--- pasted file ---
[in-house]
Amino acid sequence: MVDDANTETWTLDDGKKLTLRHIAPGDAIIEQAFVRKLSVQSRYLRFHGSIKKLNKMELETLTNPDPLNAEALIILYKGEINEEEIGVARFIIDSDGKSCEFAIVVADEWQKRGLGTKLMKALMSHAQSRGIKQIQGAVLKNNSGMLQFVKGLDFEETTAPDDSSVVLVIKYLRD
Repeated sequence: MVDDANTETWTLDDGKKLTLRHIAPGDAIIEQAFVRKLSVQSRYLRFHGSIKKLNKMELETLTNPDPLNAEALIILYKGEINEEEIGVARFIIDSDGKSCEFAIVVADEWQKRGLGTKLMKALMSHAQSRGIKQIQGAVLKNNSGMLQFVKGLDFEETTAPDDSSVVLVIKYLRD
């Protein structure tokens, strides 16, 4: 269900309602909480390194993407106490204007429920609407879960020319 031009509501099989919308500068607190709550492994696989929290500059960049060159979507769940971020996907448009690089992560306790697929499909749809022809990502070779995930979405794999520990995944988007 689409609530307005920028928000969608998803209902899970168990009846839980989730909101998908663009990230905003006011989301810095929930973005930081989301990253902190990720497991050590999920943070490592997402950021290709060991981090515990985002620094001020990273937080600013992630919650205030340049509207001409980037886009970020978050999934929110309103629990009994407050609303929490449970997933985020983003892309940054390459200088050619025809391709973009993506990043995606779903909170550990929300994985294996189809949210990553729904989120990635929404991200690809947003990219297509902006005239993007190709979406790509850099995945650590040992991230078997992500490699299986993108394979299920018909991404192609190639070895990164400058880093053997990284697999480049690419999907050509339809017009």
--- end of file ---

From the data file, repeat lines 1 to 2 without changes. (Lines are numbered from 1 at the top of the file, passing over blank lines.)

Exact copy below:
[in-house]
Amino acid sequence: MVDDANTETWTLDDGKKLTLRHIAPGDAIIEQAFVRKLSVQSRYLRFHGSIKKLNKMELETLTNPDPLNAEALIILYKGEINEEEIGVARFIIDSDGKSCEFAIVVADEWQKRGLGTKLMKALMSHAQSRGIKQIQGAVLKNNSGMLQFVKGLDFEETTAPDDSSVVLVIKYLRD